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Despite challenges, we can do what God calls us to do

In early March, I had a connection through Dulles International Airport on the way home from a denominational meeting in Cleveland. I was wandering during my two-hour layover when there was a weird moment. I was walking to my gate and heard the same phrase repeated four times within 100 yards.

Conference Comments
By The Rev. Mike Denton
Conference Minister

One airline employee was trying to get the attention of another employee who responded in a matter of fact yet pleading way, "I’m too busy for you right now.”  The first employee gave an understanding nod and moved on. A few steps later, someone walking by quickly growling, "I’m too busy for you right now,” to someone on the phone. Then a group of teenage girls were listening to one tell a story that ended in their laughter with an exaggerated, dramatic delivery of the line "I’m too busy for you right now.” Finally, I heard "I’m too busy for you right now” from one of the seats at my gate. I don’t know the context, but the only people I saw were a mother and daughter engrossed in their phones. I heard and saw this within, maybe, two minutes.

At another point, if you asked if God sent us messages this way, I would have rolled my eyes and suggested it was coincidence, but I’ve come to believe God loves us so much that they created a world that’s full to the brim with meaning. This was a moment to drink deeply.

I’d come from multi-day meeting with varying configurations of UCC Conference Ministers, the head executive staff from our denominational offices in Cleveland, and members of the UCC Board. Our meeting focused on difficulties that are frequently part of our relationships. The accompanying unofficial theme was how the number of things we all have on our plates makes connecting with each other difficult. We struggled with how to change this. We need each other, and we’re too busy for each other.

This is a reality that keeps me up at night about our conference life, too. In our various settings, we recognize how much we need each other. There is so much to be done that we don’t get much of an opportunity for deepening, meaningful relationships. We have the least amount of people, money and non-committed time we’ve had in a long time. Statistical projections about mainline churches in the U.S. see this trend continuing. When we look at the state of the world, it’s clear how much the UCC commitments, voice and work are needed. We need each other, and we’re too busy for each other. Or, maybe not. Of the four stories, the narrative of the teens laughing didn’t fit.

On the denominational level, everyone agreed to add an extra day to our gathering and agreed its theme needed to be related to creating whole-hearted relationships. Guess what happened? We made progress on some budget questions that, because of the nature of our relationships, we’d been stuck on for two years. We created the bones for some information sharing processes that will help us share to help each other across the church’s settings. We had difficult conversations about the equity between conferences we had discussed around the edges before, but for the first time we discussed these questions openly.  These people’s jobs mean they feel the church’s pain every day, but the painfulness didn’t define us as expected. We walked in with a toxic brew of hopelessness and high expectations, and walked out full of cautious hope.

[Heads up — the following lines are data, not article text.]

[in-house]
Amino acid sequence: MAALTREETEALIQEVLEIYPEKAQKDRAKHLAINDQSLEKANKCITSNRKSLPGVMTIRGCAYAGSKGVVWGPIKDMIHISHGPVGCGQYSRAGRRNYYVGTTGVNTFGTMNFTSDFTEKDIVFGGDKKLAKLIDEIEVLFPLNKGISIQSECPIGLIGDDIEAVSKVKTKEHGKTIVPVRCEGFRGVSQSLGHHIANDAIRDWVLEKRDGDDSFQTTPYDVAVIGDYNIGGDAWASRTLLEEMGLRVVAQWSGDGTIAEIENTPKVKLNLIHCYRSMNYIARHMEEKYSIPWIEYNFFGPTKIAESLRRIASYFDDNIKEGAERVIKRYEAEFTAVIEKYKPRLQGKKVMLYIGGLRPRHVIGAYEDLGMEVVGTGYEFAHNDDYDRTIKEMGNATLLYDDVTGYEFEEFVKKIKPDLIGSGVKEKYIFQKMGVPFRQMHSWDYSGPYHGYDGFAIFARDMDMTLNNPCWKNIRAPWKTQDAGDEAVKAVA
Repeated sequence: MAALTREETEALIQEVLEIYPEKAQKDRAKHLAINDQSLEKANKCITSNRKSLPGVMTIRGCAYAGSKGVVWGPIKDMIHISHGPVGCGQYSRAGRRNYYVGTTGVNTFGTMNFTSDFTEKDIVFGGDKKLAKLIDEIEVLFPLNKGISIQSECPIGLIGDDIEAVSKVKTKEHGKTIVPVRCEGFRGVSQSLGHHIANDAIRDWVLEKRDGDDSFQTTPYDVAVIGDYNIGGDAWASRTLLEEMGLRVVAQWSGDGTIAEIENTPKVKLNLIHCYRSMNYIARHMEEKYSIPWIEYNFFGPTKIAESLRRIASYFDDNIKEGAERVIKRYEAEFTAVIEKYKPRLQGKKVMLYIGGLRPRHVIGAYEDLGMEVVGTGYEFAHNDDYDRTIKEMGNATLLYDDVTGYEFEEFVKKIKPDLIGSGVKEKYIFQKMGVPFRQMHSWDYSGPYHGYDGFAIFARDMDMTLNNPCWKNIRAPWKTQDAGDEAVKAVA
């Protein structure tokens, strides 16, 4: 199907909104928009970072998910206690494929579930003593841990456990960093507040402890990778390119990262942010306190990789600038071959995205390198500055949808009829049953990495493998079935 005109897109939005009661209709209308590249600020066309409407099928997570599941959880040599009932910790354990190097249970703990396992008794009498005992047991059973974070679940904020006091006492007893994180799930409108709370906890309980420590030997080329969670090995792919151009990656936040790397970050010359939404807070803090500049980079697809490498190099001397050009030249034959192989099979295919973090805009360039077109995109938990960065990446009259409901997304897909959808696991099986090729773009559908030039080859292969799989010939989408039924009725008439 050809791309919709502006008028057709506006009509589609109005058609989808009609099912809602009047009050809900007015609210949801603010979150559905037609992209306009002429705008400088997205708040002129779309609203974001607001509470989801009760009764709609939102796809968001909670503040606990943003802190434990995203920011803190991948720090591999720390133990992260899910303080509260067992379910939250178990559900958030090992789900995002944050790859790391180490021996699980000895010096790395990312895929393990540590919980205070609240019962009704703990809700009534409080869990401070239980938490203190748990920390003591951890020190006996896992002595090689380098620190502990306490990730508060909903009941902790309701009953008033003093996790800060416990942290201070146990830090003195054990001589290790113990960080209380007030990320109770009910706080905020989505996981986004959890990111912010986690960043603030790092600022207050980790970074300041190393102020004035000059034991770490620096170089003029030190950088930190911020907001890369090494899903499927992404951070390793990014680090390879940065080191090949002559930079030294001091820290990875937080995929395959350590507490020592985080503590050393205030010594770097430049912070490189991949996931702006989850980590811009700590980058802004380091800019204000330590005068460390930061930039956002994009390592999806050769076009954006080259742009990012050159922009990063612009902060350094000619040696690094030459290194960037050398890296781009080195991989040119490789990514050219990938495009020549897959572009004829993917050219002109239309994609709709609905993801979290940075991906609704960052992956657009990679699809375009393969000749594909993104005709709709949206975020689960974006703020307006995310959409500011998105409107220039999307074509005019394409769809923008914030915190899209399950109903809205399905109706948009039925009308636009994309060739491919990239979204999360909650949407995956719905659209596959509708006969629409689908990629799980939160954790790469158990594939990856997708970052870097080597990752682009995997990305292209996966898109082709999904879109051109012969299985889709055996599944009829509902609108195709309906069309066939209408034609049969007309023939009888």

In the PNC, we’ve been transparent about the challenges we are facing. Our board has recommitted to cohesive priorities that are broad and deep. It’s moving from an intellectual exercise to one of the heart and soul. Deepening relationships, doing justice, loving kindness and walking humbly with God are good priorities and things we’ve heard before. The difference is how our finances, staffing, intention and messaging are being invested in these priorities. We’re finding new life in these things as a conference.

It feels as though something is turning in our financial life. Some local churches have had to step back, but six churches pledged to increase their giving. Individual giving increased significantly this year, and both camps have received large financial donations recognizing their work and ministry. Some of these monies come from folks outside the PNC who recognize the gifts our camps are.

Mark and Wade are consulting with other camps about their ministries. Courtney is consulting with other conferences about church vitality. Arlene helps us through some administrative realities of conference life. Michelle has helped more than one church sort through a difficult financial question. Our staff are recognized for their gifts, experiences and callings. Tara Barber, in her called and contracted role, is sharing her model for Communities of Practice and boundary training model in other conferences. Our Justice Leadership Program is being studied as a model by other regions. Local clergy and lay folks are regarded as leaders in the region and denomination. Demographically, we’re far from the largest UCC conference but, proportionally, we have one of the largest impacts. Something has been quietly happening in our conference for a long time that is becoming impossible not to notice.

If you have been waiting for the right moment to give to our conference and our camps, this is the moment. If you’ve been looking for the right moment to step up for committee work, this is the moment. If you’ve been waiting for that time to reach out to your Siblings in Christ in another church in the conference, this is that moment.


Pacific Northwest United Church News © April-May 2018


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